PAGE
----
One, two, three, with you. Something, silence, see. Stopped at the third and something like goodbye, farewell, adios, seen, all seen.
* * *
At night, that night, yes, it seemed to be a “that night,” that night I remember, the one when we walked along that first long side of the white brick and concrete shoebox-shaped five-storey with its steel-barred first floor windows in a city I’m unsure of. I say the first side because it’s where this whole little scene of ours began, though the story started years prior, and it ended, scene, that is, and story for the time being, just around two corners on long side three as if the short fourth would’ve made a too-complete loop back to a by then long gone “where we started,” someplace not altogether different but for us, after that night together, quite well impossible.
Under the blush of streetlights and a few still-glowing windows like scattered hints that the night wasn’t all and only ours, we walked, and as we walked you started to tell me about how you just needed to see, how there was “something” you felt, “something” you’d been trying to ignore or dismiss or look past but could no longer.
“Something, there’s just something, and it makes me sad that it’s so hard to say,” you said, and I listened to you search through feelings for something more than something, for words—right ones good ones pure ones new ones—like they might be way way down in the down bottom of a big box full of foam packing peanuts and what you came out with was nothing but handfuls—mouthfuls, edible, no less—of filler, sounding firmly unsure, resolute. Something, something, something. All muffled and crunchy and as good as weightless, while I secretly drew my own words all over you in the spaces in between rustles and crunches, drawing on and on as the moment drew out, listening to you search and trying not to watch my graffiti unfold too closely, lest I’d find myself unable to let you find what you were looking for.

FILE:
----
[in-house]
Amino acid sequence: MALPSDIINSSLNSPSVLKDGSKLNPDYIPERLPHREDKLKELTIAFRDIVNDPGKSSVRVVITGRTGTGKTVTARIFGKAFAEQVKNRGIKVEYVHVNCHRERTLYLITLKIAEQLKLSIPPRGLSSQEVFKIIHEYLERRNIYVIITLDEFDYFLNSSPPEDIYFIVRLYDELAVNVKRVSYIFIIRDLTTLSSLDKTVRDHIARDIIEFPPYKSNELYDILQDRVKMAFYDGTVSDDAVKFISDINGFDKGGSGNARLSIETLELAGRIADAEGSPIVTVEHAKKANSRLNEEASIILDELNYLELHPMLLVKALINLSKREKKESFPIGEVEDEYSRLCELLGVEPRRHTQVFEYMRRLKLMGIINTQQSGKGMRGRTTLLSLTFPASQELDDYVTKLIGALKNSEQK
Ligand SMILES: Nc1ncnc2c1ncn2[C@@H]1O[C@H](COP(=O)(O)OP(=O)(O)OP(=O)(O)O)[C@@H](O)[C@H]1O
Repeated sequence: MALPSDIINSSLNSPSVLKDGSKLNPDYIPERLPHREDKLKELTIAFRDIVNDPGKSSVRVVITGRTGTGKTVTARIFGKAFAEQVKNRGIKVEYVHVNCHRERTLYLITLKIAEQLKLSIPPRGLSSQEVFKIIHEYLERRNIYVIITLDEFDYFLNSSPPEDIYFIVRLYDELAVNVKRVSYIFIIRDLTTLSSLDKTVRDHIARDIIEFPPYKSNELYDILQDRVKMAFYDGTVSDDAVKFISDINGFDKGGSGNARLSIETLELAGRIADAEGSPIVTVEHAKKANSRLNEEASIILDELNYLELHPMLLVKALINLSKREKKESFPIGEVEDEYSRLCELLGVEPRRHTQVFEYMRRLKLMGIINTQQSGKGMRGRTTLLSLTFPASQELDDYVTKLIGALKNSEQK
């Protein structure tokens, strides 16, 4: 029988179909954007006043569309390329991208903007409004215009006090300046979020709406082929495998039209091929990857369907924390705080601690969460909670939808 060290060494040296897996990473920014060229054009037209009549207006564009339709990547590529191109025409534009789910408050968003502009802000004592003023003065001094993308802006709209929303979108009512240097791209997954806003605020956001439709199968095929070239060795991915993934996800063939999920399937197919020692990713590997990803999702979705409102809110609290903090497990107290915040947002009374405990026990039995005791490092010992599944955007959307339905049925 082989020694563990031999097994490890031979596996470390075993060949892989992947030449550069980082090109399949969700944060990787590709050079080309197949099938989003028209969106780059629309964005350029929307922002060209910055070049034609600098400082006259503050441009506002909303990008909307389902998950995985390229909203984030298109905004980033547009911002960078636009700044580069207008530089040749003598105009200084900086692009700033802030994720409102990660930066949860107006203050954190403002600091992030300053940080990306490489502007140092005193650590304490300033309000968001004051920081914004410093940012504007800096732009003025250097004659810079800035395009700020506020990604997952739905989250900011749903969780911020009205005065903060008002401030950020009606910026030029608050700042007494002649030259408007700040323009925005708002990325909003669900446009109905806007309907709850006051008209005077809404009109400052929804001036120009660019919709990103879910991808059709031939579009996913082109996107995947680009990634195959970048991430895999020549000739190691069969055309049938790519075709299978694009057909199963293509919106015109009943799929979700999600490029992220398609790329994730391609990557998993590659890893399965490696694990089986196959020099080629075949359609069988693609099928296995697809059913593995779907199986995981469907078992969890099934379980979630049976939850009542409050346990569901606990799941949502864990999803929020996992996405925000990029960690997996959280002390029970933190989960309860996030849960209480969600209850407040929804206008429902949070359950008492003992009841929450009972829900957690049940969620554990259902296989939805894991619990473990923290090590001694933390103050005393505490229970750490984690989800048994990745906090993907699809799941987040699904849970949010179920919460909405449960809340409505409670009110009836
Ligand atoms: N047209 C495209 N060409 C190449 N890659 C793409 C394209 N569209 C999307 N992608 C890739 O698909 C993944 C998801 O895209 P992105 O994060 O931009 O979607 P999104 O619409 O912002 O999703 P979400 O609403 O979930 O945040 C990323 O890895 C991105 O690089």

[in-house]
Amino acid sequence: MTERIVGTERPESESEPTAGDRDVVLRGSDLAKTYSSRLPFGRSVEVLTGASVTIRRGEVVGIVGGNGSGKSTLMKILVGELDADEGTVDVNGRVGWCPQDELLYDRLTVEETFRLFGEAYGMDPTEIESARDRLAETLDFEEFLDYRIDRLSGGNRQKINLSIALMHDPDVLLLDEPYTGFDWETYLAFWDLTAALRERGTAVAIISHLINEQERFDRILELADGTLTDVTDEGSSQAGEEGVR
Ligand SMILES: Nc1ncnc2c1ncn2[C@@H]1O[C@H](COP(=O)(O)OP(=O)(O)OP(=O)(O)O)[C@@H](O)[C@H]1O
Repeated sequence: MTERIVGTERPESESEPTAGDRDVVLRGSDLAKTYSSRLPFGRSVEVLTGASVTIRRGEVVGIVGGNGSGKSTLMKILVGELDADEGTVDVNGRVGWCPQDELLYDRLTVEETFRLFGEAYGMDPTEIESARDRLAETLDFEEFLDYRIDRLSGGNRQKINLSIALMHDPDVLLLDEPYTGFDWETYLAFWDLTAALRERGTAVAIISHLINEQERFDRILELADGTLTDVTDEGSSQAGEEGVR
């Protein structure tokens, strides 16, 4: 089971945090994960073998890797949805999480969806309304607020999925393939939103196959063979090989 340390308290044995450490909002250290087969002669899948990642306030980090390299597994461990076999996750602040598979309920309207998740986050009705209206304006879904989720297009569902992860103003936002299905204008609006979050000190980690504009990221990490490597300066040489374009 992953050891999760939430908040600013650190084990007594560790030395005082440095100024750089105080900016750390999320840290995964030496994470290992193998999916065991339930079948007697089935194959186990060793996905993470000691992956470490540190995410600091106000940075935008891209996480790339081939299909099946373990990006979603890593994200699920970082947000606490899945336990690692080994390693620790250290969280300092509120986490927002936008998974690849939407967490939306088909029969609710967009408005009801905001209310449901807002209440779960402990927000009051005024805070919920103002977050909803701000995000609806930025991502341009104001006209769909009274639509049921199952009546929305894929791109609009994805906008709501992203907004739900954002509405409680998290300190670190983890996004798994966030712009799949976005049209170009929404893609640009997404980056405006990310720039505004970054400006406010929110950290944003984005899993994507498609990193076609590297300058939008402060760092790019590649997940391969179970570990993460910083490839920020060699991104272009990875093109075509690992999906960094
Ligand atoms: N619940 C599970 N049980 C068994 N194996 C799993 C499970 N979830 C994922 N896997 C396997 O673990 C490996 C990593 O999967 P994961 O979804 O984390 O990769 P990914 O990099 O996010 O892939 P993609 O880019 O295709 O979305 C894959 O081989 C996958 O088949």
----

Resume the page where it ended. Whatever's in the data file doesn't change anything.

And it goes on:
So I stayed eye-averted and peripheral-sensed, silently secretly patiently painting on layers of this one this one this one, coating you as if with spray-on bronze like I believed it could make a die-cast mold of you in the moment, the you of the moment to show you later as a remember-that-time, but all the while knowing imaginary paint carried as little weight as foam and wanting more than anything for you to taste it anyway, straight from my lips.
* * *
We’d known each other for years—beautifully, perfectly strange and beautiful, clever, noticing, drifting you, strange and dreaming, drifting me, and I’d always felt you were in that .08% that understood the difference between different and better but still just human, surpassing and different and earth-bound superhuman, not towering, not pedestal-perched and exalted but plainly, easily, day-to-daily exceptional as much in flaws as in features, the difference between different and desired, knowing what uniqueness really means, uniqueness desired not because it’s different but because it fits, flaws and faults and features and all, unique to unique but not entirely unalike the rest, just different, still human but sometimes super and either anyway like to like and I always liked how you could always put me in place, my place, someplace like a good place, a place worth being put and far from noplace, just by existing being noticing watching, seeing, or even with a simple yes or no or look or laugh.